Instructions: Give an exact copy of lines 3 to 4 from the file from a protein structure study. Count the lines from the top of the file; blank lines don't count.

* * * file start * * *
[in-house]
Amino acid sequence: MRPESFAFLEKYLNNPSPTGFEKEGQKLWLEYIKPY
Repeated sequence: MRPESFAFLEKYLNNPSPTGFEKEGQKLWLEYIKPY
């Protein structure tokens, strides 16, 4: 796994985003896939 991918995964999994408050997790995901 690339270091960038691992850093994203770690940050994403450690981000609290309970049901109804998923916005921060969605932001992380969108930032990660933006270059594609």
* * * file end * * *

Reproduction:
Repeated sequence: MRPESFAFLEKYLNNPSPTGFEKEGQKLWLEYIKPY
């Protein structure tokens, strides 16, 4: 796994985003896939 991918995964999994408050997790995901 690339270091960038691992850093994203770690940050994403450690981000609290309970049901109804998923916005921060969605932001992380969108930032990660933006270059594609």